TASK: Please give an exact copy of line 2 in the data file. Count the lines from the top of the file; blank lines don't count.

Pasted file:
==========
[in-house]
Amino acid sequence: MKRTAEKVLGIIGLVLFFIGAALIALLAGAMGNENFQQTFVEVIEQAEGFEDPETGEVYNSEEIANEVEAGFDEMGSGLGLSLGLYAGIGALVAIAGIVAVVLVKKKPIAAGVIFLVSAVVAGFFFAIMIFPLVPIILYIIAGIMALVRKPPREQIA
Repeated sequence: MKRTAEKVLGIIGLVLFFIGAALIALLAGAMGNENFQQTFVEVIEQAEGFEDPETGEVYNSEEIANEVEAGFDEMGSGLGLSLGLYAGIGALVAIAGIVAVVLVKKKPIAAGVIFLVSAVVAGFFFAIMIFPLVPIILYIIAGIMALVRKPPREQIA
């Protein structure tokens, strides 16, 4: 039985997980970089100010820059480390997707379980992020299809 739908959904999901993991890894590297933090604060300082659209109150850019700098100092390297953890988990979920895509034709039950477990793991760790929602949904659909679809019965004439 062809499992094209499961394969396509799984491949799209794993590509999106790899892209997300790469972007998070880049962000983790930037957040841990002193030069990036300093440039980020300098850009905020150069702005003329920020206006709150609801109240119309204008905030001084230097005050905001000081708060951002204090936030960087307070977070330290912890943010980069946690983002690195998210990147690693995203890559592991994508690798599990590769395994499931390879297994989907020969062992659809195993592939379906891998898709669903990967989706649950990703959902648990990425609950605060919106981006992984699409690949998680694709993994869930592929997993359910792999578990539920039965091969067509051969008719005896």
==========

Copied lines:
Amino acid sequence: MKRTAEKVLGIIGLVLFFIGAALIALLAGAMGNENFQQTFVEVIEQAEGFEDPETGEVYNSEEIANEVEAGFDEMGSGLGLSLGLYAGIGALVAIAGIVAVVLVKKKPIAAGVIFLVSAVVAGFFFAIMIFPLVPIILYIIAGIMALVRKPPREQIA